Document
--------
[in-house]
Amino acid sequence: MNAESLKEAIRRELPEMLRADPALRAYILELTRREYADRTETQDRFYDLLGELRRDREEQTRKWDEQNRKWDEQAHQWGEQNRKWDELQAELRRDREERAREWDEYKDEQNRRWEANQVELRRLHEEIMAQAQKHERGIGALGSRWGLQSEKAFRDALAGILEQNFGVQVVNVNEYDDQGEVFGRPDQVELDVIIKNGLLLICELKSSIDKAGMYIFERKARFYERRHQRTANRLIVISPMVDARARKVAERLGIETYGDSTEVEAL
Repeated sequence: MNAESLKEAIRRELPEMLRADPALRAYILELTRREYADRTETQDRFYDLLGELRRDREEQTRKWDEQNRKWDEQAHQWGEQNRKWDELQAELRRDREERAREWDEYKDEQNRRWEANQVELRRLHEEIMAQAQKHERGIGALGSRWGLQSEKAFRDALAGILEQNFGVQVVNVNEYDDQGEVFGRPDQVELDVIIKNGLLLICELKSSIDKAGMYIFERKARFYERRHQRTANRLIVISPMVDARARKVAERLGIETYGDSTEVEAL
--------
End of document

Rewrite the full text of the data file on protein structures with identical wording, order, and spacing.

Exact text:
[in-house]
Amino acid sequence: MNAESLKEAIRRELPEMLRADPALRAYILELTRREYADRTETQDRFYDLLGELRRDREEQTRKWDEQNRKWDEQAHQWGEQNRKWDELQAELRRDREERAREWDEYKDEQNRRWEANQVELRRLHEEIMAQAQKHERGIGALGSRWGLQSEKAFRDALAGILEQNFGVQVVNVNEYDDQGEVFGRPDQVELDVIIKNGLLLICELKSSIDKAGMYIFERKARFYERRHQRTANRLIVISPMVDARARKVAERLGIETYGDSTEVEAL
Repeated sequence: MNAESLKEAIRRELPEMLRADPALRAYILELTRREYADRTETQDRFYDLLGELRRDREEQTRKWDEQNRKWDEQAHQWGEQNRKWDELQAELRRDREERAREWDEYKDEQNRRWEANQVELRRLHEEIMAQAQKHERGIGALGSRWGLQSEKAFRDALAGILEQNFGVQVVNVNEYDDQGEVFGRPDQVELDVIIKNGLLLICELKSSIDKAGMYIFERKARFYERRHQRTANRLIVISPMVDARARKVAERLGIETYGDSTEVEAL